I lurk around in a homebrew-induced rapture as everyone else converses in Bavarian dialect. I scribble “Höfbrau Himmel im Bayern” (Homebrew heaven in Bavaria) in my notebook, and show it to Simone, who nods in agreement. 

Evening finds us in the Bierkeller of a 500-year old castle brewery, the Schloss Bräuerei von Au, still in the hands of the original noble family. It is a mix of ultra-modern manufacturing and time-worn rustic charm. Parked outside is a big BMW with two novelty license plates in the back window arranged to say “HOLLEDAU LÖWEN (Hallertau Lion).

Our dinner companions cause a stir when they arrive, as they are dressed from head to toe in 1850s Bavarian farmer regalia. These two couples, one middle-aged, the other somewhat older, belong to a group concerned with preserving Bavaria’s culture and customs. They affirm the role of the hop in traditional culture as they talk of hop harvest season: a festivals, parades, singing, dancing, and a hop picking competition. Of course there was a queen, a young lady whose life would often be changed dramatically by the celebrity and new self-confidence. Before arrival of mechanized picking, harvest time was a bit of a working festival, when people from as far away as South Bavaria and Bohemia would come to pick hops. 

They would often find romance as well, or other connections that would enable them to stay in this prosperous area. Word of a wagon-load of girls arriving to pick hops would spread wildly, attracting boys from all over the neighborhood. An old song tells of a poor hop-picker wooing a local maiden: “Look at me! I have a true heart and strong arms. It’s all I have, but I love you.” Boy gets girl in this story, as often happened in real life.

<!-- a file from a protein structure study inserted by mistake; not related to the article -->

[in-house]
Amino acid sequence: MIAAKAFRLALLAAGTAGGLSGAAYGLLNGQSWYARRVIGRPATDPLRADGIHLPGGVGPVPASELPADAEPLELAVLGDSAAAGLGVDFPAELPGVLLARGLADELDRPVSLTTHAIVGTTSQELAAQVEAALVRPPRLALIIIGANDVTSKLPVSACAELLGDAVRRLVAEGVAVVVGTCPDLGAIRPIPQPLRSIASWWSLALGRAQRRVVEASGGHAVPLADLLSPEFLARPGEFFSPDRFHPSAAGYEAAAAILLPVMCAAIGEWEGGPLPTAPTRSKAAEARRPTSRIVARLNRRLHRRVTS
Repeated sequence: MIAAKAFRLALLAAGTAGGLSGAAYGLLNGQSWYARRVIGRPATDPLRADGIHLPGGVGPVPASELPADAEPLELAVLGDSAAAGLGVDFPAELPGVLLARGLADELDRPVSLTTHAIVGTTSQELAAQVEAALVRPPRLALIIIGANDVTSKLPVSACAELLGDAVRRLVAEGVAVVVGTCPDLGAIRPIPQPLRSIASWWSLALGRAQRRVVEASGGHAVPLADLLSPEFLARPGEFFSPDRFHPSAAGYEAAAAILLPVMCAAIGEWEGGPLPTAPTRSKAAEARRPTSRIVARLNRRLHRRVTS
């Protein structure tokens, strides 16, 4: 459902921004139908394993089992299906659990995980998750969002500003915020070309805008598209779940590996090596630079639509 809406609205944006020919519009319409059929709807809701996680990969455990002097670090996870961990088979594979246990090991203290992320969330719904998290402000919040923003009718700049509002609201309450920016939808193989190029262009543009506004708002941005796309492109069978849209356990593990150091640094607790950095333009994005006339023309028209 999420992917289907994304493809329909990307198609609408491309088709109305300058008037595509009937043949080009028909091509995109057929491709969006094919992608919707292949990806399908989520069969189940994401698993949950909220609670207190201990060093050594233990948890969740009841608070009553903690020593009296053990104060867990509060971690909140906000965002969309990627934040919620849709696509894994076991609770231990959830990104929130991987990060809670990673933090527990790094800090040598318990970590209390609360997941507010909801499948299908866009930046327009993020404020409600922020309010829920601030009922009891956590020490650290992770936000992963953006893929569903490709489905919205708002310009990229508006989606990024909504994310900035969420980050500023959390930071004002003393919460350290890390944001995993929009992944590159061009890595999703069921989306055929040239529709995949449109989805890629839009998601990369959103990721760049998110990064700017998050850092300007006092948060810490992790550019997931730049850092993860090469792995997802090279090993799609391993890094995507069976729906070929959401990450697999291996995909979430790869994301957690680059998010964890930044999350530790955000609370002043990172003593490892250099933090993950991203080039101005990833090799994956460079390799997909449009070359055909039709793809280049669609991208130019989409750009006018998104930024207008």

The festival atmosphere of hop-harvest may be gone, but the sense of community is still intense here. And although MTV jostles for a place at their cultural table, interest in preserving the best of the past and the cozy Bavarian lifestyle has never been stronger, and folk life groups are flourishing.

They asked me what I thought of their world, and I told them, “To me it seems like you are living in a beautiful park. You have figured out exactly how you want to live your lives, what you like to eat, to drink. You seem so completely comfortable with everything, which is something we don’t see often in the States.” They seem comfortable with that assessment, too, and we hoist a beer for a final Prost. I didn’t mention that I felt all this comfortableness just a bit stifling as well. 

As we all rise to leave, one of the men shows me his boots, which have a squeezebox-like corrugated section at the ankles. “Look.” he says, “These are old. Six hundred marks ($450) for a new pair. Only two makers left in the entire country.”

I awake at 4:45 a.m. to catch a plane and find Bavaria doing its quaint folk dance right in my stomach.

Below, top to bottom: 1&2) A “hop-henge” of Hallertauer hops ready for harvest. 3) Hops in the gently rolling countryside of Northern Bavaria. 4) The well-used Hopfentreader shoes in Wolnzak’s hop museum.